Councilman seeks change to hookah bar liquor license rule

A city councilman in Nebraska is working to replace an ordinance that would require the Muslim owners of a new hookah lounge to serve alcohol in violation of their faith.

The ordinance requires businesses in Lincoln that allow indoor smoking to obtain a liquor license, which means they must stock and sell alcohol. Mustafa Albusharif and Mohanad Akrawee want to open 88 Hookah Lounge and serve hookah, teas and juices, but they don't want to sell alcohol because their Muslim faith prohibits it, the Lincoln Journal-Star reported.

"Our goal is to be a chill place for students and to show the community of Lincoln a Mediterranean or Middle Eastern style of smoking hookah," Albusharif said.

Now, Councilman Roy Christensen has stepped in to push for change. He said he started working with the city's law department to draft an ordinance that would allow businesses including 88 Hookah Lounge to operate in compliance with their faith and law.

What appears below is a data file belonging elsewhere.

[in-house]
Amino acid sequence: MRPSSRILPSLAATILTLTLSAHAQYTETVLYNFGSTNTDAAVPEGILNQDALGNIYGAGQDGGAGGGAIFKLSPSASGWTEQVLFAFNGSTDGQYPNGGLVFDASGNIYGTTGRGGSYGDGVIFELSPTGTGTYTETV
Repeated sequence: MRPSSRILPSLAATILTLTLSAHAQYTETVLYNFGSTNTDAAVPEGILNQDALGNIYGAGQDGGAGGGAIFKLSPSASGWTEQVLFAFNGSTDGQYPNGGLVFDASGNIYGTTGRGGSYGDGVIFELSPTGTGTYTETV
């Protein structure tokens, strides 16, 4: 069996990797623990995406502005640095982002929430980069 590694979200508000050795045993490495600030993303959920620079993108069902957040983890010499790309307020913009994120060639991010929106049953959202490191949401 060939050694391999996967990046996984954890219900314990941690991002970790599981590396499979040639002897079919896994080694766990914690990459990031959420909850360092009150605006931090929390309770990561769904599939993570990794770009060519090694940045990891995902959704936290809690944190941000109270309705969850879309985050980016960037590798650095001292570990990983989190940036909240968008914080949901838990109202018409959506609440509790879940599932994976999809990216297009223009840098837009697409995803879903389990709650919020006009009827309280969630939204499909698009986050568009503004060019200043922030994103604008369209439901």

"We need to fix our ordinance," said Christensen. He said the city ordinance can be eliminated because state law governs the issue.

An amendment in 2015 made cigar bars legal in Nebraska in 2015 under the state's Clean Indoor Air Act. But state law doesn't allow them to sell anything else, such as alcohol, coffee, soft drinks or candy.

City Attorney Jeff Kirkpatrick said the challenge of addressing the hookah lounge's problem is that Lincoln's ordinances cannot be more permissive than state law. Permitting a hookah lounge to allow indoor tobacco smoking and sell coffees and teas would violate state law.

If 88 Hookah Lounge opens, it would be the only hookah business in the city.

"Hopefully we get this business open and show the community of Lincoln the tradition of our country," Albusharif said.


Information from: Lincoln Journal Star,